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Mosquito Control Fish May Pose Risk To Ecosystems

User Eustatic via Creative Commons

Mosquito season is going to be bad this year and one of the ways the city of Albuquerque is tackling the problem is by giving out a fish for people to put in birdbaths, ponds and ditches. But the fish can pose a risk to aquatic ecosystems.

The fish is called the Mosquitofish. They are small and grey, and shaped like guppies. And as the name implies, they feed on mosquito larvae.

The mosquitofish is one of the world’s top 50 worst invaders, according to the Global Invasive Species Database.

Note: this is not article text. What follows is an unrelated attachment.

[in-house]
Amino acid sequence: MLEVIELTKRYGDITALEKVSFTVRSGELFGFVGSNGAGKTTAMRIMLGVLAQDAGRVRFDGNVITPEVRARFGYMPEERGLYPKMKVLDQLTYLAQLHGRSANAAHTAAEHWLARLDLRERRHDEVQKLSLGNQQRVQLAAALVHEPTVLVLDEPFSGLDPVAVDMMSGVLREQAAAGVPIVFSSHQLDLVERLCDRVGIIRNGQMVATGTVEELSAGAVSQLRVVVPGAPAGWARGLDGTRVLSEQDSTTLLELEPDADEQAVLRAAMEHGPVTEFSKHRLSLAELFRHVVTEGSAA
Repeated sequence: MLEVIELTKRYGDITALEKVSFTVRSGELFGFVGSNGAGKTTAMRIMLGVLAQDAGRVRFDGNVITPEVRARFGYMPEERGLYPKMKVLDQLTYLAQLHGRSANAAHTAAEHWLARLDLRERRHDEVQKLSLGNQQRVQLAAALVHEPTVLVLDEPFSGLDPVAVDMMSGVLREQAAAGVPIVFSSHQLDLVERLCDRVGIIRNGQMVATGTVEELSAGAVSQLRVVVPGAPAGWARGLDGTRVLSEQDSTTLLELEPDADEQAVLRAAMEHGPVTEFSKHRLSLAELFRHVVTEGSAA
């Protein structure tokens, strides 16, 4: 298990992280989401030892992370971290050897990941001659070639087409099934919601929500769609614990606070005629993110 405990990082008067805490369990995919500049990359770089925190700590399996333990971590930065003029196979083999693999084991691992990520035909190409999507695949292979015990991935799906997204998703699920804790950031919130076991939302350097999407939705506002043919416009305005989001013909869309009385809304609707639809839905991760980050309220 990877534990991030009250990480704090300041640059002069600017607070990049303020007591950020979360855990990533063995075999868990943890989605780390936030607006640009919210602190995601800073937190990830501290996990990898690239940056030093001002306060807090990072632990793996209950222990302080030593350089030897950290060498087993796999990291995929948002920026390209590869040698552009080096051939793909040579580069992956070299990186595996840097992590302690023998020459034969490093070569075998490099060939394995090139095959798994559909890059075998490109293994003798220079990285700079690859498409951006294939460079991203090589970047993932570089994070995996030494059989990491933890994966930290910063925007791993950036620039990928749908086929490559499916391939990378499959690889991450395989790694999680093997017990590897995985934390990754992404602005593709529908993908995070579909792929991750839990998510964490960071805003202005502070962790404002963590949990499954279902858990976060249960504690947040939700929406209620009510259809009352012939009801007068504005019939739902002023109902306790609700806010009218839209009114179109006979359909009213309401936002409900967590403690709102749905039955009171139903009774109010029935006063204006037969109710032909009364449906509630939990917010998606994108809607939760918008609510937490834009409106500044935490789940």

“We try to be very careful about making sure that we are not putting these mosquitofish anywhere where they are going to get reintroduced back into the Rio Grande,” said Mark Dimenna, Deputy Director of the Albuquerque Environmental Health Department. He said they are not so worried about the mosquitofish harming native fish in the Albuquerque area. 

Mosquitofish reproduce quickly, they are competitive and aggressive, and they feed on the eggs of other fish and amphibians. According to U.S. Fish and Wildlife officials they have created problems in other parts of New Mexico. 

Bryce Dix is our local host for NPR's Morning Edition.
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